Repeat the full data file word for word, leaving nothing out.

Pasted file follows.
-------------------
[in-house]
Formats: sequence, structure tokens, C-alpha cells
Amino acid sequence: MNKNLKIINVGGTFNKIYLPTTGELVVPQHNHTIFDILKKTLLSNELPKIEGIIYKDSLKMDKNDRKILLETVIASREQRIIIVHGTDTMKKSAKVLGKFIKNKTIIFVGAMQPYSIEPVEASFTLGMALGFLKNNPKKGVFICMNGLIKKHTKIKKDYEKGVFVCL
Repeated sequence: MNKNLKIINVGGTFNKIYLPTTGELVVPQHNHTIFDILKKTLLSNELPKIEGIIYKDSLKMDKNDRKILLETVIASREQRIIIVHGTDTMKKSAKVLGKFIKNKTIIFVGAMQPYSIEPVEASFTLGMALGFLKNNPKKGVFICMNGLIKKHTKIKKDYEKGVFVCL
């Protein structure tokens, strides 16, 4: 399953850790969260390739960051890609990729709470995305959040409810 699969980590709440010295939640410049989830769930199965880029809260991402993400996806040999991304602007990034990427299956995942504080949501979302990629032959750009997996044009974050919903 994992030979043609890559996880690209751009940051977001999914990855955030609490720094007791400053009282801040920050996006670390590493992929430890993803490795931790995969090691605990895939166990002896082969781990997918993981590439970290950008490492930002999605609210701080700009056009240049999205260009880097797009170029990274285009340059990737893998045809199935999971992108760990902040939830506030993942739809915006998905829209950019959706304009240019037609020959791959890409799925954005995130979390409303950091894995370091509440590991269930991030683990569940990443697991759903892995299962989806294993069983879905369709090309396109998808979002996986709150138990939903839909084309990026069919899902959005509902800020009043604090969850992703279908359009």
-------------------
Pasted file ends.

[in-house]
Formats: sequence, structure tokens, C-alpha cells
Amino acid sequence: MNKNLKIINVGGTFNKIYLPTTGELVVPQHNHTIFDILKKTLLSNELPKIEGIIYKDSLKMDKNDRKILLETVIASREQRIIIVHGTDTMKKSAKVLGKFIKNKTIIFVGAMQPYSIEPVEASFTLGMALGFLKNNPKKGVFICMNGLIKKHTKIKKDYEKGVFVCL
Repeated sequence: MNKNLKIINVGGTFNKIYLPTTGELVVPQHNHTIFDILKKTLLSNELPKIEGIIYKDSLKMDKNDRKILLETVIASREQRIIIVHGTDTMKKSAKVLGKFIKNKTIIFVGAMQPYSIEPVEASFTLGMALGFLKNNPKKGVFICMNGLIKKHTKIKKDYEKGVFVCL
């Protein structure tokens, strides 16, 4: 399953850790969260390739960051890609990729709470995305959040409810 699969980590709440010295939640410049989830769930199965880029809260991402993400996806040999991304602007990034990427299956995942504080949501979302990629032959750009997996044009974050919903 994992030979043609890559996880690209751009940051977001999914990855955030609490720094007791400053009282801040920050996006670390590493992929430890993803490795931790995969090691605990895939166990002896082969781990997918993981590439970290950008490492930002999605609210701080700009056009240049999205260009880097797009170029990274285009340059990737893998045809199935999971992108760990902040939830506030993942739809915006998905829209950019959706304009240019037609020959791959890409799925954005995130979390409303950091894995370091509440590991269930991030683990569940990443697991759903892995299962989806294993069983879905369709090309396109998808979002996986709150138990939903839909084309990026069919899902959005509902800020009043604090969850992703279908359009």